The math seems funny to say the least: A six-hour round-trip bus ride for a sporting event that lasts less than an hour. But when it comes to playing sports on Colorado’s Western Slope, long bus trips tend to be the norm, not the exception.Hotchkiss. Paonia. Delta. Buena Vista. Cedaredge. Vail. Montrose. All places that Aspen and Basalt’s teams have traveled to this fall. And don’t forget the Front Range – nothing less than a four-hour ride one way – if you want some good non-league competition, or if you make it to the postseason.”I calculated it one year,” says Keleher. “I don’t remember the exact numbers. It seems like the average time we were actually running was about 20 minutes, 21 minutes maybe, while the average travel time was six hours roundtrip. So it was about 18 times difference as far as travel time to running time. It’s crazy.”Travel time versus competition time for a cross-country meet is more skewed than other sporting events such as a three-hour football game or a two-hour soccer or volleyball match.But, to be fair, the cross-country team travels only once a week, typically on Saturdays.During the fall, soccer and volleyball teams can play up to three times a week, with as many as two of those contests on the road. Aspen’s soccer team alone has traveled nearly 1,000 miles this fall, and that’s before the start of the playoffs. If the Skiers advance to the 3A state semifinals, as expected, it means a long bus ride to Broomfield, the host site for the final four.During the last week in September, Basalt’s soccer team traveled to Vail Mountain School on Tuesday (212 miles roundtrip) then headed the opposite direction to Paonia on Saturday (174 miles). During the first full weekend in October, Aspen’s volleyball team headed to Olathe on Friday night (127 miles), then spent the night in Delta before driving to Cedaredge for an 11 a.m. game on Saturday, then back home (120 miles).”It’s all part of the job,” says Aspen soccer coach Junior Sutherland. “We keep forgetting this is a job, for all of us. We do it because we love the sport.”But is it too much? How much do marathon-long bus rides affect athletic performance when competitors must rise before the sun, or return long after the sun has set?”I don’t think it matters the night before,” says senior Jacob O’Connor, who crashed within five minutes of getting on the bus to Montrose. “As long as you get some sleep, you’re all right. I think what’s more important is the sleep you get earlier in the week.””I think it does [hinder athletic performance] a little bit,” Keleher says. “But sometimes it’s nice being on the bus. You can stretch out. You can sleep. I think the kids are used to it by the end of the year. It’s what you do. If you live here, you have to do this.”And what about school?When Aspen’s harriers ran at the Liberty Bell Invite in Littleton on Friday, Sept. 15, the bus left the high school just before 11 a.m. for the nearly five-hour trip. The team’s athletes missed more than half of their classes for the day.”Our kids have to be really committed, especially on the Western Slope,” says Aspen Superintendent Diana Sirko. “Sometimes they’re not getting back until 8 or 9 at night on a school night, and they still have to get all their homework done. You have to really manage your time.”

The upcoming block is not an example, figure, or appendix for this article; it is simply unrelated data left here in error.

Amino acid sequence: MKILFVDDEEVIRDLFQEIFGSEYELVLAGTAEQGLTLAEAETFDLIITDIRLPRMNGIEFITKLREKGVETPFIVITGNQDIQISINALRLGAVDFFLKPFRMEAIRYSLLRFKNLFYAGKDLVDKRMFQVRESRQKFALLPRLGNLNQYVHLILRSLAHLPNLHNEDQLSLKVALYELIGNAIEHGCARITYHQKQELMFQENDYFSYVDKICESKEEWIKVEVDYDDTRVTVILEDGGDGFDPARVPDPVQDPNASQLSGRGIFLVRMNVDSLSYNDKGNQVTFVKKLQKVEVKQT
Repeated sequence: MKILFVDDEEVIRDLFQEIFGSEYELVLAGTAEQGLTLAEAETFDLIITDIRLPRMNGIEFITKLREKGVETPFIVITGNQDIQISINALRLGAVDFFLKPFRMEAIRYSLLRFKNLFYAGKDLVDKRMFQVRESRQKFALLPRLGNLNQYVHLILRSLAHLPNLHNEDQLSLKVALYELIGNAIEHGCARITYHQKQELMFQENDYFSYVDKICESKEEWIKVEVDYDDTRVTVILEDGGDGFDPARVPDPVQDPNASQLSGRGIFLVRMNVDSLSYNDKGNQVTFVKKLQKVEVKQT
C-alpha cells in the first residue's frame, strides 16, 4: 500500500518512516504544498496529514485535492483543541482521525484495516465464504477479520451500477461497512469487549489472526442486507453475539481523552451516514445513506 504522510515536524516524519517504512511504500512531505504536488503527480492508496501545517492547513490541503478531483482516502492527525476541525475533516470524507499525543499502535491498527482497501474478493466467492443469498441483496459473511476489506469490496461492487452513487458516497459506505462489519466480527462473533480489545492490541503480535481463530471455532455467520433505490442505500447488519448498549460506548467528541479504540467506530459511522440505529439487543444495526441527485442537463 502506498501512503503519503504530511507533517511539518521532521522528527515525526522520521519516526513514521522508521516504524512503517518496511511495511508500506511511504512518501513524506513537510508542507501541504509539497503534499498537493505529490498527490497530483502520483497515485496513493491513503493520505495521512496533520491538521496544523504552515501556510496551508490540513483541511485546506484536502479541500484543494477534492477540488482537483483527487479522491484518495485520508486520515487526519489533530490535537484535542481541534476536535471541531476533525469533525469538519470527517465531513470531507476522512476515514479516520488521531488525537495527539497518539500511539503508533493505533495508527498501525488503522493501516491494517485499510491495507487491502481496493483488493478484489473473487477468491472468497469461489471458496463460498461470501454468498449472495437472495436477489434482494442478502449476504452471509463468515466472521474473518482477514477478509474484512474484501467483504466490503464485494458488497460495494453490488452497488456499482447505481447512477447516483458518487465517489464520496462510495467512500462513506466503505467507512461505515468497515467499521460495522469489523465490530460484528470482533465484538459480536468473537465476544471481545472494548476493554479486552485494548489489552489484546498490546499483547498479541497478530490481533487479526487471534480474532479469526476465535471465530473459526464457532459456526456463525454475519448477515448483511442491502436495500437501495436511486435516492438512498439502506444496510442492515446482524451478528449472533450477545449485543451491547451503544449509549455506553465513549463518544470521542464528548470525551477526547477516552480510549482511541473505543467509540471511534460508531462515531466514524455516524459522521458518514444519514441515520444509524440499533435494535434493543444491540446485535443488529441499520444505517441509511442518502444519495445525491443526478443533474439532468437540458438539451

As for academic performance related to sports, a bevy of national statistics indicate that high school students who participate in extracurricular activities tend to perform much better in school than those who don’t. An article titled “The Case for High School Activities” on the National Federation of State High School Association’s website (nfhs.org) cites 22 different state and national studies that indicate the benefit of participation in extracurricular activities. All showed higher grade-point averages, better attendance rates and higher standardized test scores for participants as opposed to nonparticipants.At the state level, those statistics echo the findings of a 2002 joint study by the Colorado Department of Education (CDE) and the Colorado High School Activities Association (CHSAA).Of the 6,799 students surveyed from 14 schools of various enrollments, the average GPA for a student participant was 2.96, as opposed to a nonparticipant’s GPA of 2.35. A participant in extracurricular activities missed school an average of 3.59 days while a nonparticipant was absent 5.92 days, according to the study. The reasons why student participants perform better than nonparticipants are simple, says Bert Borgmann, an assistant commissioner at CHSAA.”In order to be eligible to participate, you have to meet a certain academic standard,” Borgmann says. “The kids who want to participate are motivated to meet that standard and usually exceed it. I don’t care what kind of activity it is – sports, music, speech, theater – anytime you get the kids engaged in the school in something more than just math and social studies, they’re going to do better and perform at a higher level.”But what about the long bus rides and the missed classes?”Even though they’re on the bus a lot, athletes still miss less time than other students,” he says. “The kids who don’t participate in activities, the numbers show they’re just not as motivated to be at school.”